Editorial courtesy of Steve 'Flash' Juon.
Peace. Salaam. Paix. Shalom. It doesn't matter how you say it, what matters is what you mean WHEN you say it. "Peace" is used both as a greeting and a departure, but the meaning behind it is "harmony and the absence of hostility." It means "I recognize you as a fellow human being who wishes only the best for you as you would for me." Any long time hip-hop listener knows how frequently the term is used, and for better or worse how little significance is given. We "chunk up the deuce" or "peace out" without even thinking about the meaning behind it. Main Source even made a song about it years ago.
From a young age I liked the phrase "As-salamu alaykum" because it embodied a deeper sense of the meaning of peace to me. It wasn't just a casual greeting, it was a respectful one. A non-Muslim understanding of the phrase is "peace be unto you" and the typical response "wa alaykumu s-salam" is understood as "peace unto you as well." In this case you're not just stating peace as harmony or a lack of hostility - you're stating peace is a state of mind that can be given and received between like-minded individuals. You can literally "increase the peace" by promoting friendship between complete strangers. I don't know you at all, but I want you to have peace, and hey you want it for me too. That kind of human kindness is inspiring.
The rising tide of anti-Muslim prejudice (which is often inaccurately called Islamophobia) is a rejection of peace in ANY language and a call to bigotry and hatred. It is a response born of fear created by the incorrect and wicked perception that "Muslim = terrorist" or that "Arab = Muslim = terrorist." Ascribing that notion to people based simply on their skin color or religious faith ignores the fact that almost every dominant group throughout history has wielded their power in frightening ways. The Crusades were an act of terrorism, but all Christians are not automatically assumed to be converting non-believers at the point of a sword. You don't see the term "Christianophobia" thrown around, nor do you see "Europeanophobia" even though the native population of North America was almost wiped off the map by settlers from Europe from the 15th century on.
Rejecting anti-Muslim prejudice should be a simple matter. It's the recognition that every religion or ethnicity has extremists, and no one owns the title of spreading fear strictly on their own. Ku Klux Klan members often portray themselves as Christian, whereas the majority of people who practice the faith reject that form of extremism. The teachings of Christ stress love and tolerance for all, not just for those who look like you or live in the same geographical area as you. Assuming a follower of the Islamic faith to be an extremist is incorrect thinking, a shortcut perpetuated by the likes of FOX News, because it's more profitable to make you afraid of everything. The more fear you can sell, the more you can make people watch the news to know what to fear, and the more you can make people buy what they think they need to be "safe."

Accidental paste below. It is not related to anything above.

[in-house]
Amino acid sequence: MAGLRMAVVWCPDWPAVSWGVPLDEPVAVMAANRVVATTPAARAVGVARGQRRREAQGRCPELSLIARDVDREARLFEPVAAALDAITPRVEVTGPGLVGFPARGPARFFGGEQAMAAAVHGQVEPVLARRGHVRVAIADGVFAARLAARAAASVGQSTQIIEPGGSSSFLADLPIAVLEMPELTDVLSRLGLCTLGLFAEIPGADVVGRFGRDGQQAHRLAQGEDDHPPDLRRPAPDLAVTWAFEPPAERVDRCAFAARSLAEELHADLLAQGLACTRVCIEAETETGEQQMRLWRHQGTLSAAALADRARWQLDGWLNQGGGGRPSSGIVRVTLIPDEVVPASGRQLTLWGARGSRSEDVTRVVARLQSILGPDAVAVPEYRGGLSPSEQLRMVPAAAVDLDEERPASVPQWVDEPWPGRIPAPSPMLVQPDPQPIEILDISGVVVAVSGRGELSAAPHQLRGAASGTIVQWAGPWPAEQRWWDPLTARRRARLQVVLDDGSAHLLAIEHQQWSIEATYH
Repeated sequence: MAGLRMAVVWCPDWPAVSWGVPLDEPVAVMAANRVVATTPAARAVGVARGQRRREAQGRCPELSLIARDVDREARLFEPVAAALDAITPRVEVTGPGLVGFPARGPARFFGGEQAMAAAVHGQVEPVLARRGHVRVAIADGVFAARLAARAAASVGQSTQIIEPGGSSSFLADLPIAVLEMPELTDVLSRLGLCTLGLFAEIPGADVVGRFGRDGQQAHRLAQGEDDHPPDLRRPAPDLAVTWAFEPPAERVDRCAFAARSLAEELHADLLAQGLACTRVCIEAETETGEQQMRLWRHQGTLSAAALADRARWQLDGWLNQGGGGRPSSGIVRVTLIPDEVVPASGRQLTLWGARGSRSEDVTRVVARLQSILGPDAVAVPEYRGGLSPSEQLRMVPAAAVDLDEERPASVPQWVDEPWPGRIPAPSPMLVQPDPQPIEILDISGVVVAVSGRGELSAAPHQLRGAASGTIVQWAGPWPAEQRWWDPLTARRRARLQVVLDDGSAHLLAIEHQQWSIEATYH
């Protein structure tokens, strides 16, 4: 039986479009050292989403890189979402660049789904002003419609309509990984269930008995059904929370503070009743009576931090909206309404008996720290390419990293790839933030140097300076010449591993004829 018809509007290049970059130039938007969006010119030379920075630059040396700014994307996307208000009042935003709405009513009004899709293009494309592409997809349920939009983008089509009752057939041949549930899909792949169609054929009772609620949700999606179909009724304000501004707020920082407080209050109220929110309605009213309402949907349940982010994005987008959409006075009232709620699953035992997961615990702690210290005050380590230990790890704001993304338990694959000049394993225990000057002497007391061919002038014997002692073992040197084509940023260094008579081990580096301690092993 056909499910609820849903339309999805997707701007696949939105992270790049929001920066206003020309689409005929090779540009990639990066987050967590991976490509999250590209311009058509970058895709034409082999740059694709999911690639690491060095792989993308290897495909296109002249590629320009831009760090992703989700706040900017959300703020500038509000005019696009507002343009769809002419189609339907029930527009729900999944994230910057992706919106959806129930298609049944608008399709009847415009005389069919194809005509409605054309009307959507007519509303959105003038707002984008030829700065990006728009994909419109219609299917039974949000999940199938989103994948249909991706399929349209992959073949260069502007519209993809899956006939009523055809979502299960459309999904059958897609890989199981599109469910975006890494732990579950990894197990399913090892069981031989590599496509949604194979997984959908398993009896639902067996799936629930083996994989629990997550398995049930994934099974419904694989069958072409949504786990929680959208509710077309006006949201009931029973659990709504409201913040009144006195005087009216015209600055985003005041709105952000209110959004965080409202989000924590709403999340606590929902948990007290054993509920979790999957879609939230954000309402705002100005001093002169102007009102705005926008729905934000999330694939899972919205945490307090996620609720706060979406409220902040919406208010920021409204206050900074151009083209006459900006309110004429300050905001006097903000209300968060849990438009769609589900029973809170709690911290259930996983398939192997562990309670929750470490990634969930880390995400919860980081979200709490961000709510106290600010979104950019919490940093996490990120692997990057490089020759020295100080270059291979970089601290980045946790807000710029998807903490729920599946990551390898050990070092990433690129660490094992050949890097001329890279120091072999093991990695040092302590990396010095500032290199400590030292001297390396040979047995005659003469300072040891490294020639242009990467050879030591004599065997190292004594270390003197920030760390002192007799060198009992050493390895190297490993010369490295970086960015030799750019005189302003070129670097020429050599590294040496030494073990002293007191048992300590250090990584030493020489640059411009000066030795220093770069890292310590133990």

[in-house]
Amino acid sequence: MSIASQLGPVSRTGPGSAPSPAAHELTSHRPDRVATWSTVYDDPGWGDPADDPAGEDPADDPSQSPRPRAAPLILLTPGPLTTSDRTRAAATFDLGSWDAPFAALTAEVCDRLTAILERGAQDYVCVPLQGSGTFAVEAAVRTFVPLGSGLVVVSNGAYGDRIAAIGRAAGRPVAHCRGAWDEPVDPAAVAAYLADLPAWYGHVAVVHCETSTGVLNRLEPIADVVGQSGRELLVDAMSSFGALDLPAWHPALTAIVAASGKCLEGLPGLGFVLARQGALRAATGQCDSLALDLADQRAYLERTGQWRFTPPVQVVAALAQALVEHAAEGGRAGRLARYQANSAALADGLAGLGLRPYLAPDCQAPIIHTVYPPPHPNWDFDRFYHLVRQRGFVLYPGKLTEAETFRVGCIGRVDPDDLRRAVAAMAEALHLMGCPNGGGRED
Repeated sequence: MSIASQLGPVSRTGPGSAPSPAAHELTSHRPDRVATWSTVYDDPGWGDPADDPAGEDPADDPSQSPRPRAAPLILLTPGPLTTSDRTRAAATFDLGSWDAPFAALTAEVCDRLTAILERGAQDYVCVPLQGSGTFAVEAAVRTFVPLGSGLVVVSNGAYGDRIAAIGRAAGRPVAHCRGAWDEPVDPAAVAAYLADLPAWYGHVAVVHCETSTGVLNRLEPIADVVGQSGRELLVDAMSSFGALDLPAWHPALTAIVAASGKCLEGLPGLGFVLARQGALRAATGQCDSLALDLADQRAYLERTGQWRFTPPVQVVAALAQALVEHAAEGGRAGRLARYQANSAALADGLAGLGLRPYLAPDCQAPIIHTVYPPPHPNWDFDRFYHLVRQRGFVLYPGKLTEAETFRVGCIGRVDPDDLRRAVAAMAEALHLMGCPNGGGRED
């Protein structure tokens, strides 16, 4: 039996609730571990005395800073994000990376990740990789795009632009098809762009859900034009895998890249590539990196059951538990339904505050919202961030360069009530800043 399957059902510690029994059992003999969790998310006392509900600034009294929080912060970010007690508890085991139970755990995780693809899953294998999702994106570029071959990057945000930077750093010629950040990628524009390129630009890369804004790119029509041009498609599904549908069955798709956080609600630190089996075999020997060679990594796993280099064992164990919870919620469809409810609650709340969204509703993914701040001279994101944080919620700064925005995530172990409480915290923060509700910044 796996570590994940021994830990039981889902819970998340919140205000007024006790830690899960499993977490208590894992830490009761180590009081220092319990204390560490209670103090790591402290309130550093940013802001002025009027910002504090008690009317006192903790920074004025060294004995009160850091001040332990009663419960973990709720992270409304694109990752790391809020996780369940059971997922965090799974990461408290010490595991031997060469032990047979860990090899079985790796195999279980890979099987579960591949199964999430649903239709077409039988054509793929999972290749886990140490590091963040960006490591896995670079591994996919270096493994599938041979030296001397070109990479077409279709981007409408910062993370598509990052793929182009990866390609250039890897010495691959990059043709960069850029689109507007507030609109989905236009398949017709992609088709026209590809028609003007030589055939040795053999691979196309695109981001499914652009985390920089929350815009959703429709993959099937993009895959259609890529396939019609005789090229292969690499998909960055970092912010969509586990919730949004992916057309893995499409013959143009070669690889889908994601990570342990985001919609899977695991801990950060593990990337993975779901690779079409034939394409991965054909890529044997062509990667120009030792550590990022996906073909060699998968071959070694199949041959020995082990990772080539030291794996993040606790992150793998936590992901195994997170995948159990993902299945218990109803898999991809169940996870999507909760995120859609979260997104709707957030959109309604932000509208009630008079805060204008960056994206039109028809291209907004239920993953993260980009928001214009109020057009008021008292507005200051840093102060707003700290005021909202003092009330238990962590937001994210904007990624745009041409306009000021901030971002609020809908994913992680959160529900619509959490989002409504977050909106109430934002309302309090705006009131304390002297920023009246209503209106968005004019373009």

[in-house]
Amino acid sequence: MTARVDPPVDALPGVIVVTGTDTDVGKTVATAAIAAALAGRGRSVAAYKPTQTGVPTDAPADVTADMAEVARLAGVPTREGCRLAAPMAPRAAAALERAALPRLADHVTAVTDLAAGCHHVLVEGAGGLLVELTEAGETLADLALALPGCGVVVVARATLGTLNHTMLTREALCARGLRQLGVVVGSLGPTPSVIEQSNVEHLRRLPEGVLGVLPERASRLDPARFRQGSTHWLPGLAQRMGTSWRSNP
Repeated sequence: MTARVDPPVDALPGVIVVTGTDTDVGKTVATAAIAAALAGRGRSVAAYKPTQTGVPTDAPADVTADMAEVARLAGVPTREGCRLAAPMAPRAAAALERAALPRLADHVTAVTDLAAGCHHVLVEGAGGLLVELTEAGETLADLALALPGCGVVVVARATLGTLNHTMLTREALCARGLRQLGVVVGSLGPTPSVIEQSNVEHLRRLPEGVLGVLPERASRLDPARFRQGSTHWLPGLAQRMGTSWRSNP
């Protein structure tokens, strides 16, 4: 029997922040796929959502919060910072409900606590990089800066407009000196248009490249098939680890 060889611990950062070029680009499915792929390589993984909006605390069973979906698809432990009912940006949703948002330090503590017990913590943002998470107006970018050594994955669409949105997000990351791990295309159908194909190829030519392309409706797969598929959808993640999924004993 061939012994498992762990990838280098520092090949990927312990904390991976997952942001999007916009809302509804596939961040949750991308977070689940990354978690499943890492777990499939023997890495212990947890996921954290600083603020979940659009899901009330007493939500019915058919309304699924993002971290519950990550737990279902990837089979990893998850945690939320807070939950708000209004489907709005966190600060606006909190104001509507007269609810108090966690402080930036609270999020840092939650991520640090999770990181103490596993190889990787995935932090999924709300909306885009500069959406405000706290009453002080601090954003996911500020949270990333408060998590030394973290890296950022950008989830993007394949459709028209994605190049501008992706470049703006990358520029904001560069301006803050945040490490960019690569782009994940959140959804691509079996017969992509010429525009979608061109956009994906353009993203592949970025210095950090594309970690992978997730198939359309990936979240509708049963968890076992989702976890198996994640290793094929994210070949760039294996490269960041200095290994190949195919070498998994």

The next time someone tells you that Islam teaches hate, tell them they're actually the ones spreading hate. The basic tenants of Islamic practice so far as I (a non-practicing Westerner) can tell involve praying five times a day, doing kind deeds for the poor, and making a holy pilgrimage to Mecca - to name a few. There's nothing about "terror" in there. Judging 1.6 billion people of faith worldwide by the actions of less than 1% of 1% of believers is just plain STUPID. It's tabloid journalism, it's sensationalistic news reporting, and you've bought into the hype. Unfortunately there's fear-mongering on all sides. It's easy to stereotype "the decadent West" or "the fat ugly American" too, and until we all collectively come to our senses and stop demonizing people we don't know because they come from a different country or religious background, the cycle of violence will never stop. Stopping the cycle of fear and hatred should be what peace is all about.
PS: The author of this editorial offers no opinion favoring any one religious belief or practice over another and should not be construed as doing so. The point here is that bigotry of any kind toward religious belief should never be tolerated, no matter what heinous act is committed allegedly in the name of said belief.
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